Lazy eyes listen
Following a contentious discussion, Denmark’s parliament passed a measure forbidding the burning of holy writings such as the Quran, Torah, and Bible on Thursday. Infringers face up to two years in prison or fines.
The legislation makes it a crime “to inappropriately treat, publicly or with the intention of dissemination in a wider circle, a writing with significant religious significance for a religious community or an object that appears as such,” including by burning, soiling, trampling on, or cutting up such scripture. It gives an exception for artworks in case the degradation is “minor.”
Justice Minister Peter Hummelgaard lauded the legislation as a much-needed “protection against the systematic desecrations we have seen for a long time,” stating, “We must protect the rights of the people.”
Lawmakers from both left- and right-wing parties came together to demand a referendum on the matter, excoriating both the measure and the three-party coalition that had introduced it while insisting the “cowards” behind the legislation step up to defend it during the four-hour debate that preceded the 94-77 vote.
“Does Iran change its legislation because Denmark feels offended by something an Iranian could do? Does Pakistan? Does Saudi Arabia? The answer is no,” leftist Socialist People’s Party representative Karina Lorentzen asked rhetorically in a statement following the bill’s passage.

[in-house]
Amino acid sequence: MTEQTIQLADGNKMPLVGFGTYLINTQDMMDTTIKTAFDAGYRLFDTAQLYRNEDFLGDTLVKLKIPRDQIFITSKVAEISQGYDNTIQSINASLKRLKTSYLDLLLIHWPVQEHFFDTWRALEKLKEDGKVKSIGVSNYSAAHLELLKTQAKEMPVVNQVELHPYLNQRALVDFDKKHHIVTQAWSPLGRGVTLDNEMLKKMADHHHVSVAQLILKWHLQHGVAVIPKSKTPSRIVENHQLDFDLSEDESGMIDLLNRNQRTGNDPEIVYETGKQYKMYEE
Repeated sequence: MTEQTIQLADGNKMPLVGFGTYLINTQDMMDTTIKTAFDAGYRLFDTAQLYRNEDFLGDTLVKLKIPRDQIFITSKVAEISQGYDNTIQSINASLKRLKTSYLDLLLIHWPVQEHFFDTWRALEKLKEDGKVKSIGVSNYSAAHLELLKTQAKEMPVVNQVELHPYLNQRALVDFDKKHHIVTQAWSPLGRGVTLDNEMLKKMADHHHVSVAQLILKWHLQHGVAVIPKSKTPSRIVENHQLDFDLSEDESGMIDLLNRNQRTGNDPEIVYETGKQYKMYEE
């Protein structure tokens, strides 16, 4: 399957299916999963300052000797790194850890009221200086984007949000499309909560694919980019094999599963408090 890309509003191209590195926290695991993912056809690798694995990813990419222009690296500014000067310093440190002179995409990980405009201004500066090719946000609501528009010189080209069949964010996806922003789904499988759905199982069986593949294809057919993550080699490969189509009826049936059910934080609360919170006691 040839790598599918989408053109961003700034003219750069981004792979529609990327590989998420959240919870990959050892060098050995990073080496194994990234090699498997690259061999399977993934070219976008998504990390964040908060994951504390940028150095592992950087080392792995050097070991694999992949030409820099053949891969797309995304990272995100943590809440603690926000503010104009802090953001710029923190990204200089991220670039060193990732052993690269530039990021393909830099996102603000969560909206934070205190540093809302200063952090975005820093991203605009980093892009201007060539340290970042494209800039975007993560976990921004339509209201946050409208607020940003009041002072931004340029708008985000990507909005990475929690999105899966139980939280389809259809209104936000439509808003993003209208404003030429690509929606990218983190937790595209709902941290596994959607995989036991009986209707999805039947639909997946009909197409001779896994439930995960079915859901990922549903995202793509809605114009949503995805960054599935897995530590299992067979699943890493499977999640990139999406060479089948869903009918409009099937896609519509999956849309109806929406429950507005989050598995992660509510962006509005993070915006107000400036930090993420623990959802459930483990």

Inger Stojberg, a spokesperson of the right-wing Denmark Democrats, agreed that the law was a capitulation to Islam and countries that “do not share [our] set of values,” warning that “history will judge us harshly for this and with good reason.”
To take effect, the new legislation must be signed by Queen Margrethe, which is expected later this month.
According to Hummelgaard, Danish police recorded approximately 500 protests involving some form of Quran destruction between July and November. Protests were held in front of mosques, embassies of Muslim countries, and immigrant neighbourhoods, sparking an international outpouring of anger and diplomatic fallout.
In January, Turkey summoned Denmark’s ambassador, accusing Copenhagen of allowing a “provocative act which clearly constitutes a hate crime” and calling its attitude as “unacceptable.” It cautioned that previous rallies in neighbouring Sweden had jeopardised that country’s chances of joining NATO.
The contentious prohibition on Quran-burning, formerly seen as a legally protected form of speech, was first mooted in July as an extension of an existing ban on burning foreign flags.
While the government emphasised that it had no intention of restricting free expression, it did warn that the demonstrators’ activities could have “significant consequences” for Danish security. PET, the intelligence service, said that the provocative protests had heightened the threat of terrorism.